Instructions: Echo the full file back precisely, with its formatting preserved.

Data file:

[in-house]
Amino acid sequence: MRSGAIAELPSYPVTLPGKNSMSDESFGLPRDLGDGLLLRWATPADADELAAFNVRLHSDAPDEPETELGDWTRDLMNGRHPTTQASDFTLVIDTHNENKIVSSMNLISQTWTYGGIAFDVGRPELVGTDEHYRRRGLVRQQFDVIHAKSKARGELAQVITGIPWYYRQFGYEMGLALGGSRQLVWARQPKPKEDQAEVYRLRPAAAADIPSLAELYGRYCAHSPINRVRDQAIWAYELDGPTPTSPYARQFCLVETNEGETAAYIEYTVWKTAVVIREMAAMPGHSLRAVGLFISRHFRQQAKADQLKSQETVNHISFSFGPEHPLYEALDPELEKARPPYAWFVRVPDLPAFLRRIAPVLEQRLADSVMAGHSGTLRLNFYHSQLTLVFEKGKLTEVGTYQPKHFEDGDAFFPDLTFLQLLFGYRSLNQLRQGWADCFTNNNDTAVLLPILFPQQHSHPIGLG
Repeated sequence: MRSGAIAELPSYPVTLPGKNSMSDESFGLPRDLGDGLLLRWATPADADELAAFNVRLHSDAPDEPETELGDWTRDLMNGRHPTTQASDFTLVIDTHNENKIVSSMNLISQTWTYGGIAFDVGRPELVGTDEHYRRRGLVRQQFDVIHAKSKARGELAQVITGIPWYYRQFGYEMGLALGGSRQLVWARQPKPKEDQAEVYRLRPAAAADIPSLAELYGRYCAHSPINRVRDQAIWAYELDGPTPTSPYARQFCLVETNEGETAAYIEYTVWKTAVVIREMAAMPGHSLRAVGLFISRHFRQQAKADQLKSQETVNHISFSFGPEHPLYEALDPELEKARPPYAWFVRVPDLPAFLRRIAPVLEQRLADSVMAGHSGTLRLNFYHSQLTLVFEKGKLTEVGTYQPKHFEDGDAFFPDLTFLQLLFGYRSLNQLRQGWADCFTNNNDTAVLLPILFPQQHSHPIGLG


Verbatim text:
[in-house]
Amino acid sequence: MRSGAIAELPSYPVTLPGKNSMSDESFGLPRDLGDGLLLRWATPADADELAAFNVRLHSDAPDEPETELGDWTRDLMNGRHPTTQASDFTLVIDTHNENKIVSSMNLISQTWTYGGIAFDVGRPELVGTDEHYRRRGLVRQQFDVIHAKSKARGELAQVITGIPWYYRQFGYEMGLALGGSRQLVWARQPKPKEDQAEVYRLRPAAAADIPSLAELYGRYCAHSPINRVRDQAIWAYELDGPTPTSPYARQFCLVETNEGETAAYIEYTVWKTAVVIREMAAMPGHSLRAVGLFISRHFRQQAKADQLKSQETVNHISFSFGPEHPLYEALDPELEKARPPYAWFVRVPDLPAFLRRIAPVLEQRLADSVMAGHSGTLRLNFYHSQLTLVFEKGKLTEVGTYQPKHFEDGDAFFPDLTFLQLLFGYRSLNQLRQGWADCFTNNNDTAVLLPILFPQQHSHPIGLG
Repeated sequence: MRSGAIAELPSYPVTLPGKNSMSDESFGLPRDLGDGLLLRWATPADADELAAFNVRLHSDAPDEPETELGDWTRDLMNGRHPTTQASDFTLVIDTHNENKIVSSMNLISQTWTYGGIAFDVGRPELVGTDEHYRRRGLVRQQFDVIHAKSKARGELAQVITGIPWYYRQFGYEMGLALGGSRQLVWARQPKPKEDQAEVYRLRPAAAADIPSLAELYGRYCAHSPINRVRDQAIWAYELDGPTPTSPYARQFCLVETNEGETAAYIEYTVWKTAVVIREMAAMPGHSLRAVGLFISRHFRQQAKADQLKSQETVNHISFSFGPEHPLYEALDPELEKARPPYAWFVRVPDLPAFLRRIAPVLEQRLADSVMAGHSGTLRLNFYHSQLTLVFEKGKLTEVGTYQPKHFEDGDAFFPDLTFLQLLFGYRSLNQLRQGWADCFTNNNDTAVLLPILFPQQHSHPIGLG